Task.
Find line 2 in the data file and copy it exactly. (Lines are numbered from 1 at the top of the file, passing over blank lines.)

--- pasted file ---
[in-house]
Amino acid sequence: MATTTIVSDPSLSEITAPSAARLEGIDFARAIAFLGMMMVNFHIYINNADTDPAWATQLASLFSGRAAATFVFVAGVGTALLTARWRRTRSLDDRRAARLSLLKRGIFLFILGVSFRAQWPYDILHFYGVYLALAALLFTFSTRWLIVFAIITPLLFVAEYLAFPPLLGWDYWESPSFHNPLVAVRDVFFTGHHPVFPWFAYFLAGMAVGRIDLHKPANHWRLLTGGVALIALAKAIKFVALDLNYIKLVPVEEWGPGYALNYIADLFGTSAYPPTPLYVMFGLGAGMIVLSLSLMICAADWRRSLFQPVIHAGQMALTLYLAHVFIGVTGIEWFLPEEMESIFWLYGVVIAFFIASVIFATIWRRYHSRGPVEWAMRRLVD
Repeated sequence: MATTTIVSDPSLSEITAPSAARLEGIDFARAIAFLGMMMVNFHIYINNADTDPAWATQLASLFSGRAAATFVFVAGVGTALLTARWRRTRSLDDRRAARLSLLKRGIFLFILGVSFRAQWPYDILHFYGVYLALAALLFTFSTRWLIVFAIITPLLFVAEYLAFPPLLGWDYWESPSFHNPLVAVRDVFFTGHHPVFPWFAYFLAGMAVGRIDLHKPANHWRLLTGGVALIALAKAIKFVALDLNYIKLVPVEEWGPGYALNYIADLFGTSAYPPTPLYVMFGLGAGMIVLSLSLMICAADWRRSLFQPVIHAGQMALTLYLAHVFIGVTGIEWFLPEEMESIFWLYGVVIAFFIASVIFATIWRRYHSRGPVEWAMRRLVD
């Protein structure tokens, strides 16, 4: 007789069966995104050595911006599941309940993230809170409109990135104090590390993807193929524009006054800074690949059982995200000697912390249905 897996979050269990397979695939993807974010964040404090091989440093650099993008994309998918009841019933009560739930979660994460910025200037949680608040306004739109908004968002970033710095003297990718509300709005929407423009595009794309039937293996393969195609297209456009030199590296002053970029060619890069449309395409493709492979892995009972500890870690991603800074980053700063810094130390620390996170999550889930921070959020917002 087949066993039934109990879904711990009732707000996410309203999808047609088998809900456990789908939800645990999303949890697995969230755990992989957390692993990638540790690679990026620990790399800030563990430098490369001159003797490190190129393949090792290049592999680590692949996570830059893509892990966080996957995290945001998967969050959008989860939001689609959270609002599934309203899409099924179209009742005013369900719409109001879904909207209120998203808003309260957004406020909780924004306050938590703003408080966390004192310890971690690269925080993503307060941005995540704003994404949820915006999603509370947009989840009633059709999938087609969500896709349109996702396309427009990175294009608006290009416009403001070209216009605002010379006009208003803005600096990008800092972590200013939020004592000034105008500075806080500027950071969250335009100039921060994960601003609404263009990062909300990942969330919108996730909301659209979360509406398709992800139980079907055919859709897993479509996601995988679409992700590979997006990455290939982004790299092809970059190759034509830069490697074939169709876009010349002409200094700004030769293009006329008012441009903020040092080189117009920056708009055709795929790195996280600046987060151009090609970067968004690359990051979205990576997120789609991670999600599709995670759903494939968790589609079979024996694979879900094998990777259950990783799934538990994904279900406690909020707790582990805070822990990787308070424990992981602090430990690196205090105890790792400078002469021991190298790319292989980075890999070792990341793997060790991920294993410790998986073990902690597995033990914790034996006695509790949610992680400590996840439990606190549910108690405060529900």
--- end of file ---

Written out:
Amino acid sequence: MATTTIVSDPSLSEITAPSAARLEGIDFARAIAFLGMMMVNFHIYINNADTDPAWATQLASLFSGRAAATFVFVAGVGTALLTARWRRTRSLDDRRAARLSLLKRGIFLFILGVSFRAQWPYDILHFYGVYLALAALLFTFSTRWLIVFAIITPLLFVAEYLAFPPLLGWDYWESPSFHNPLVAVRDVFFTGHHPVFPWFAYFLAGMAVGRIDLHKPANHWRLLTGGVALIALAKAIKFVALDLNYIKLVPVEEWGPGYALNYIADLFGTSAYPPTPLYVMFGLGAGMIVLSLSLMICAADWRRSLFQPVIHAGQMALTLYLAHVFIGVTGIEWFLPEEMESIFWLYGVVIAFFIASVIFATIWRRYHSRGPVEWAMRRLVD